Councillors have called it “unacceptable” that around a quarter of children in Perth and Kinross are living in poverty.
The latest figures published by Perth and Kinross Council revealed the number of local children living in poverty has risen to 22.6%.
But the report put before councillors this week warned these were pre-Covid figures and likely to be an underestimate of the current situation.
Councillors expressed shock at the latest figures put before Perth and Kinross Council at a meeting on Monday.
The Local Child Poverty Action Report revealed PKC is aware of over 5500 children across the region living in poverty.
The report said while local authorities alone cannot end child poverty, they do have a “considerable influence” and set out steps for how PKC can aim “to make the lives and life chances of those living in poverty better and brighter”.
A case study in Blairgowrie and Glens highlighted how poverty was not just an urban issue but affected those in rural areas.
Some of the key drivers in poverty highlighted were: zero hours contracts, low paid jobs, underemployment, expensive and poor transport networks, access to affordable housing, childcare and the impact of Covid-19.
The pandemic is seen to have had a significant impact on the region’s families.
As a result of the pandemic, 8500 Perth and Kinross householders are struggling to pay for food and other essentials. And 24,500 families are estimated to have no savings or less than one month’s savings – this figure has almost doubled from 13,618 before the pandemic.
One in six jobs were lost to the local economy and the number of people on out-of-work benefits doubled to 4195.
The number of Perth and Kinross households receiving Universal Credit increased by 237% and 105 families with three or more children had their benefit capped.
Between December 2019/2020 there was a 92% increase in the amount paid out in crisis grants.
Between November 2020 and May 2021, PKC teamed up with The Scottish Poverty and Inequality Research Unit at Glasgow Caledonian University and parents from priority families.
These parents are helping PKC co-produce a children’s scorecard to measure the reach and effectiveness of the Perth and Kinross Offer for children and families affected by poverty.
A Child Poverty Training Programme is being produced for frontline workers and service managers.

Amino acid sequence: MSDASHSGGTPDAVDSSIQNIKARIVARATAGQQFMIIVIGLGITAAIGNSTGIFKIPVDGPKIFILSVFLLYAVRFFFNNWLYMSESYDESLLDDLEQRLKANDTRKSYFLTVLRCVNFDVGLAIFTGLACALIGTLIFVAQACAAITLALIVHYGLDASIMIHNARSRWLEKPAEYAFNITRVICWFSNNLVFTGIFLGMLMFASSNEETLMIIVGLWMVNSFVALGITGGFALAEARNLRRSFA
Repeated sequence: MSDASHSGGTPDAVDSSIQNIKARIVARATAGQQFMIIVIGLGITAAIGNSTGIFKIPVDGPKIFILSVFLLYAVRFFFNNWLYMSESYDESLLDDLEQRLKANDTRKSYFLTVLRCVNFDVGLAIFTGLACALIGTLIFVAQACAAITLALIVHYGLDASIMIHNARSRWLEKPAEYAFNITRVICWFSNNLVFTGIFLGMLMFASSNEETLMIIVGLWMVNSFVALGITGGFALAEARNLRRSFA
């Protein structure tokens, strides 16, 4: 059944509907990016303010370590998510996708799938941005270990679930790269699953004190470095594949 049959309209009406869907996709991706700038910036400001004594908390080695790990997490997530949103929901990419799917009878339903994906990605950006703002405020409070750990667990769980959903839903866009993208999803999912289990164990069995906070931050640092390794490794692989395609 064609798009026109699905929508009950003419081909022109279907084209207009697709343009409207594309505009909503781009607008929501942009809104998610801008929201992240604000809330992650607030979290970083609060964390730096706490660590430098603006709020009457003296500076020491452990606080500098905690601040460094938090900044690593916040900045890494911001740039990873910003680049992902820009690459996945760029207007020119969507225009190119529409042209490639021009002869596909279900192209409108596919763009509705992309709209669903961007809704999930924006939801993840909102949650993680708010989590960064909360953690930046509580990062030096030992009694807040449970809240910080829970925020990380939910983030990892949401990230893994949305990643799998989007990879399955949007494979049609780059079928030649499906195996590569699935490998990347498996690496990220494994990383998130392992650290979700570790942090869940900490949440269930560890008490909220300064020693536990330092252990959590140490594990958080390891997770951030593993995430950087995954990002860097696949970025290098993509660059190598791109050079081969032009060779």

A Social Needs Screening Project in partnership with NHS Tayside and community partners will “test the feasibility of establishing a Social Needs Screening Project to identify unmet need and connect families not currently on our radar to the help and support they need”.
A Good Food Network and Strategy will aim to tackle food poverty and insecurity as well as supporting healthy eating and wellbeing and sustainable food across Perth and Kinross.
From December 2020 to March 2021, a Feeling the Pinch campaign was launched in Perth and Kinross. This will run again this winter.
Responding to the figures of how many Perth and Kinross children were currently living in poverty, Kinross-shire Conservative councillor Mike Barnacle said: “They really shook me.
“I had the assumption we lived in a relatively prosperous area. The figures quoted are pre-Covid so we are probably approaching 25% of children in our area living in poverty.
“I’m really shocked by that figure.”
He asked officers how poverty was measured.
An officer said the Scottish Government measured poverty on four scales: relative poverty; absolute poverty; combined low income and material deprivation, and persistent poverty.
Conservative leader Murray Lyle said: “The negative impacts of poverty on each child cannot be underestimated.”
He highlighted efforts made by PKC and its partners to tackle the problem, from employability schemes including Futures for Families, to ensuring 2000 priority families were offered a welfare rights check and “raising awareness to drive the take-up of the Scottish Child Payment to 85% of those eligible”.
He added: “Whilst no single service or agency has the power to end child poverty, we have a collective responsibility and indeed considerable influence as a local authority.
“There is much that we can do to make the lives and life chances of those living in poverty better and brighter.”
Lib Dem councillor Peter Barrett pointed to the “dramatic” rise in child poverty caused by the pandemic.
He said: “We know that Covid has hit those children and families hardest and we have to respond with both a local and national mission to tackle child poverty.”
He said queues had returned to community foodshares, and the majority of give and take boxes in Muirton and North Muirton were empty when he was out the previous day filling them, “giving evidence people are more than just feeling the pinch”.
Fellow Lib Dem councillor Willie Wilson called child poverty “a scourge on our society and something we should all be ashamed of”.
SNP councillor Tom McEwan said it was “unacceptable” and condemned employers who paid poverty wages – “an absolute scourge”.
He said: “If you do a 40 to 50-hour week you shouldn’t be going home needing a handout from Universal Credit to feed your family or heat your home.”
By local democracy reporter Kathryn Anderson
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